Modern science is now examining the idea that matter may originate from space. Esotericism endorses this view and in fact teaches it, adding, however, that there are two aspects of space, a 'visible' and an 'invisible' one. The invisible aspect is inner, subjective space - the space of mental pictures, dreams, ideal images, and so on; it is dimensionless, that is, it cannot be measured. Visible space is the room in which 'stuff' and things exist, and it originates with them. It is the space of physical existence, our physical universe. In the occult view, this space is material, that is, it is itself 'stuff' from which is ultimately derived the substance of all things. It can be regarded as an ethereal plasma; it is affected by magnetic fields and gravity which, together with what manifests to us as electricity, are aspects of it in their essential nature. It is to be noted that, according to the esoteric teaching, gravity is an "attraction" which things physical have for one another, a kind of affinity or sympathetic attraction stemming from
within their inner natures. In the physical world such an attraction appears also in chemical affinities.
In an attempt to understand how the ordinary notion of dimension does not apply to inner space, we can ask ourselves, for example, how big - by any physical yardstick - is any imagined thing, be it a world or an egg! The universe, with all that is in it, is subject to cyclic law. All things come and go, all things are born and die. So too does all matter; like everything else, sub-atomic particles have a finite life. Although at subatomic levels a degree of uncertainty prevails, yet even here statistical probability applies, and the probability is that our world, and the entire Cosmos, will continue much as they are but subject to slow change. Everything throughout the Cosmos is living and intelligent in its own degree. Occultism regards the Cosmos as a Unity, all its innumerable components sharing its entire nature; the deepest mystery, truly! Everything, therefore, is both in it and of it, and everything must inevitably participate in its processes. (This fact justifies the view that the observer of an experiment necessarily affects what he observes.)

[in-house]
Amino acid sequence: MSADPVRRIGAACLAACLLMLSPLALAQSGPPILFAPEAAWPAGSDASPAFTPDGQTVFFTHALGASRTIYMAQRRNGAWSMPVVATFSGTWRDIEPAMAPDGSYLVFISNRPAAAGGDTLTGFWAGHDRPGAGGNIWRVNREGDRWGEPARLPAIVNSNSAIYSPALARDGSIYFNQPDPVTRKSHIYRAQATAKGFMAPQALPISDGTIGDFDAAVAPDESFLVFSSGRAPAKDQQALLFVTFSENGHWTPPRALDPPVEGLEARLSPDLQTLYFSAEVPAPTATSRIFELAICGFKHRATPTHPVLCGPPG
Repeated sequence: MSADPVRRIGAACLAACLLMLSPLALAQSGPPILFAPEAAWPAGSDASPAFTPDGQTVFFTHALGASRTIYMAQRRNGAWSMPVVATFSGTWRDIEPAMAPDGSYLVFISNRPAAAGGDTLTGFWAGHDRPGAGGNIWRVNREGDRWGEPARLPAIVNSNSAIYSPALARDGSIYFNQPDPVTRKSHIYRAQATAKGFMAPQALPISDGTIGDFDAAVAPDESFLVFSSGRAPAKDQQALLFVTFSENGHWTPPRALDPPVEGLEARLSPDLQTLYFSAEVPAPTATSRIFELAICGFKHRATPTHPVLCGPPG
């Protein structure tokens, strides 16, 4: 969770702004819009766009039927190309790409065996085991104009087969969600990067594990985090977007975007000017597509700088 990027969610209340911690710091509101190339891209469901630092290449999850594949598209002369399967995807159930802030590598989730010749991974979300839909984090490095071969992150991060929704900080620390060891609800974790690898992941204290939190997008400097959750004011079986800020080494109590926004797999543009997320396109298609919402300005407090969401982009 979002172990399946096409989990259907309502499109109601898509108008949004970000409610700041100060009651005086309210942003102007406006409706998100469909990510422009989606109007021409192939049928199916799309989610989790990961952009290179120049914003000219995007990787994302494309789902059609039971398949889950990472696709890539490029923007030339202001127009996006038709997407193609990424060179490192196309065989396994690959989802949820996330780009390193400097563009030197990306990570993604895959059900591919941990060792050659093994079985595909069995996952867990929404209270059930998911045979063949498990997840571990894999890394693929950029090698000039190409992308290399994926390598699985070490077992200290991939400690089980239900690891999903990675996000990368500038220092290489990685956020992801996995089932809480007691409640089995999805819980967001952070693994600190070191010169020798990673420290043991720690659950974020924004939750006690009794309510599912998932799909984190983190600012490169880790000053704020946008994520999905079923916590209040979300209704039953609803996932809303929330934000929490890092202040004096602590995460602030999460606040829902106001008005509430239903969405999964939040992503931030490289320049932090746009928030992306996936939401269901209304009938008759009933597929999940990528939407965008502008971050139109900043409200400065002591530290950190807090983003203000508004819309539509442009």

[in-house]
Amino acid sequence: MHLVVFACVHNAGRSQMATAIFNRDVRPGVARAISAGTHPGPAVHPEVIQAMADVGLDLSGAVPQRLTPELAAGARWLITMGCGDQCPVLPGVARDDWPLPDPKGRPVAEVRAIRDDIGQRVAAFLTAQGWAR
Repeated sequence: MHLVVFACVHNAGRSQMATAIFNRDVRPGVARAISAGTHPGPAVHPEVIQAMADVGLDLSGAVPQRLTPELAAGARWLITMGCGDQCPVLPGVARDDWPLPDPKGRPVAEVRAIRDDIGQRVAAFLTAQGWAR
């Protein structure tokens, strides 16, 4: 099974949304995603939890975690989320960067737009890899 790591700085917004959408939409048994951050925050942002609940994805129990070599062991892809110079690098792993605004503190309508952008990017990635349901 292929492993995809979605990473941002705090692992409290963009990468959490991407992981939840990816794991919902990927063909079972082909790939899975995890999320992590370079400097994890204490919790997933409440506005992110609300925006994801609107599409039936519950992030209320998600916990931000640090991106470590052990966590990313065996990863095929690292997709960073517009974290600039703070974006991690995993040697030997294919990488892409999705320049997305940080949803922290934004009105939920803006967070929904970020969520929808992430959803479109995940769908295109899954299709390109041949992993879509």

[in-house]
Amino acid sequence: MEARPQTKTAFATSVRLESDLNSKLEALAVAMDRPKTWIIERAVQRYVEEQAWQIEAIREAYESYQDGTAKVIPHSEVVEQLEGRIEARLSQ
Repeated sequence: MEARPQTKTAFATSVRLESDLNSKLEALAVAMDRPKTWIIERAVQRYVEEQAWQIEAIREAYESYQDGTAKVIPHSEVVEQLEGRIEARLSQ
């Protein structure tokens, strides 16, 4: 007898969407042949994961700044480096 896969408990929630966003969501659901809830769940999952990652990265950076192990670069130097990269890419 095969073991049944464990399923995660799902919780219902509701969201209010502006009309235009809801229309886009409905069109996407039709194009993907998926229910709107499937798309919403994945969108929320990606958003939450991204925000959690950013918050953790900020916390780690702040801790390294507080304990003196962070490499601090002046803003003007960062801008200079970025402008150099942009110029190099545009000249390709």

There are many questions confronting science today. Let us state a few of them. Whence the hydrogen that seems to be continuously created? What is life? Whence animation and consciousness? Whence the human form? How do the molecules, the cells and the organs that comprise it come to 'know' their special function? What and where ultimately is memory? Why does evolution appear punctuated? In Esoteric Science may be found explanations which will answer these and many other as yet unresolved problems of science - problems which cannot be resolved so long as scientists are limited to the use of physical instruments and partially developed senses. Yet, it must be repeated, the information so far made available is no more than the lifting of a corner of the veil. Nevertheless, the study of the little we have been given may provide insights and understanding of the world of our experience, and maybe an intimation (not obtainable anywhere else) of what lies beyond.